Sharath Sriram just won the Eureka Prize for his groundbreaking work on artificial memory cells that mimic the human brain.
Sharath Sriram, an associate professor at the RMIT University, Melbourne, recently won the prestigious 2016 3M Eureka Prize for Emerging Leader in Science. Awarded by the Australian Museum, the prizes recognise “excellence in the fields of research & innovation, leadership, science communication and school science.” Sriram, who came close to winning in 2015, finally cinched one this year for work he did with his colleagues on reproducing the way the human brain processes information by developing “an electronic long-term multi-state memory cell.”
Sriram teaches and mentors students in addition to his research. The Wire interviewed him over email about his award-winning research, what got him interested in the field and how he feels about research itself. His answers have been edited for clarity.
How do you describe your research to people outside your field? Is there a go-to explanation?
All the electronics we interact with, such as smartphones and laptops, have memories that store information in the form of 0s and 1s. Each element that stores this ‘0’ or ‘1’ information is a memory cell. If we can go beyond storing just ‘0’ and ‘1’, we take the memory from being digital to analog – capable of packing much more information within the same space. Most significantly, the information stored is going to depend on the information already present – remembering previous state/experience.
How did you get interested in this work?
During the course of my postgraduate education, I really got fascinated by the ability to be able to grow materials and incorporate these into micro or nano-scale devices. I have tried to push the boundaries by taking what a field has considered an issue and trying to turn that into a feature or functionality.
When I think about ‘memory’, I tend to think of computer and human memory as very distinct from each other. While computers seem methodical and logical, human memory is an abstract, highly contextualised and emotional experience to me. How have you come to conceptualise ‘memory’ over the course of your research?
You are right – they are completely distinct. One is managed by programming how information is accessed, while the other is still a mystery in many ways. The main thing we have done is to be able to store multiple information states in a single cell – sort of like a greyscale or analog memory. This can be likened to the difference between a regular light switch (digital memory) to a light with dimmer control (multi-state memory).
The Sydney Morning Herald mentioned the possibility of your research leading to bionic brains, which could be programmed to demonstrate symptoms of diseases such as dementia and help in testing new medications, etc. How far away are we from such an invention? What are the possible limitations and setbacks?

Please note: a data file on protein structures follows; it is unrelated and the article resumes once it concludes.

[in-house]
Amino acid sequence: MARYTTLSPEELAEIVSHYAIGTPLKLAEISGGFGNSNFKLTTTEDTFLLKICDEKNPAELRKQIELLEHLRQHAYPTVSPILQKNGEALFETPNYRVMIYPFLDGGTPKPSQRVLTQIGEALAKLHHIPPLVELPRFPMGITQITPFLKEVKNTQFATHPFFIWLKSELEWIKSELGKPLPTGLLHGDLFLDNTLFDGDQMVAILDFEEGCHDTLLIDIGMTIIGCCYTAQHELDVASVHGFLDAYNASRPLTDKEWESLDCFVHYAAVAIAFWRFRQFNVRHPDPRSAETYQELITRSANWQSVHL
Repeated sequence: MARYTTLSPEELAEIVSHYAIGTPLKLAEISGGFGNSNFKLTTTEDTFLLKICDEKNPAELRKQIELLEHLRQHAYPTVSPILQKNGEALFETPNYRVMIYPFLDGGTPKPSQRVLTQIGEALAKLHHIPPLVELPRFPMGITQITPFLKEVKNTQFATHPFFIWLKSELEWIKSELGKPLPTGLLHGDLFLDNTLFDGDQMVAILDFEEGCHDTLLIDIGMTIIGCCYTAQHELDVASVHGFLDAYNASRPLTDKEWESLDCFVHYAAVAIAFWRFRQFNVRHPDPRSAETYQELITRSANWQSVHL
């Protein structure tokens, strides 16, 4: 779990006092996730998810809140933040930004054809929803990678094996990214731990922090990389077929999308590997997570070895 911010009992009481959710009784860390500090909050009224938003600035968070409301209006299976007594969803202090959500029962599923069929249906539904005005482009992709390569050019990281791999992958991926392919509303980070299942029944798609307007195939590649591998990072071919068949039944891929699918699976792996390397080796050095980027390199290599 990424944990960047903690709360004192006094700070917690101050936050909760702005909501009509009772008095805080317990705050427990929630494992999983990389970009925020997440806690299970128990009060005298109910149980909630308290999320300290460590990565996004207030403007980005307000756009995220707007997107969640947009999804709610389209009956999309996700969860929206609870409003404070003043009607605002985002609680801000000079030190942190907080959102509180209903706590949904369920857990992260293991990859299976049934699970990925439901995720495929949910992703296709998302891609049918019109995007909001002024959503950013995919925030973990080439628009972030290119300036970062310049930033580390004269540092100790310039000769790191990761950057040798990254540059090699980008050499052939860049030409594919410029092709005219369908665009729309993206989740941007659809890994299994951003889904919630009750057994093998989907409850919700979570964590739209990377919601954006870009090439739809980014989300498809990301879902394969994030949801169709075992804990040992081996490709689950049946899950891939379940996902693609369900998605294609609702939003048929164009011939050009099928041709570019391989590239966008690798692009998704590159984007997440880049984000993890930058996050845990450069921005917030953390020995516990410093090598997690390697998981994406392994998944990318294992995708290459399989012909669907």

The ability to store multiple states and the fact that the information can relate to previous states relates to experience and cognition (all in an electronic context). A number of the conduction mechanisms that happen in the material that cause this information storage closely resemble conduction in the synapses in the human nervous system. Beyond our team, others have shown the ability to train this category of memory cells (termed memristors) to recognise simple images. This was by combining memory technology and programming. Creating clusters of memory cells that mimic synapse-like functions can allow us to create controllable defects and model medical conditions. Such technology is probably about 10 years away. The main limitation is to bridge the gap between engineering and medicine, to pool collective experience and knowledge to create practical systems.
When we talk about research like yours in the media, we tend to focus on macro impacts such as bionic brains and treating dementia, but when you started this, what was your original research question? Did you know it was going to be a big project or did you discover that over the course of your work?
When starting this project, we knew the long-term impact could be a memory system that mimics the brain. In a simpler engineering context, we felt its components could be the functional hardware elements for artificial intelligence (AI). Combining multi-state memories with all the advances in AI software could unlock new levels of learning and electronic cognition. Towards this, our basic research question was: can we create a stable, durable memory cell that can store multiple information states?
Research itself can be a long process that can feel wearisome or tedious at times. As a researcher yourself and as an advisor to students, how have you coped with such setbacks and what advice do you give your advisees?
I actually find a quote attributed to Winston Churchill a very useful inspiration: “Success is the ability to go from one failure to another with no loss of enthusiasm.” The easiest way to tackle this to admit that in research there would be more failures than success, and to see what we can learn from this. To all students, we keep stressing that a negative result is never a bad thing. If we get a result that we do not expect or predict, that is actually significant and interesting, as explaining why it happened could reveal something new.
What keeps you intellectually motivated when you feel like you’re stuck in a rut?
I have developed the habit of working on many projects at the same time and in diverse fields. This is a challenge but is useful as some project is always showing promise when another gets stuck in a rut. In the current research environment, where metrics matter, the successful projects keep those flowing. It creates the opportunity to give time and resources to the project stuck in a rut and make it work well.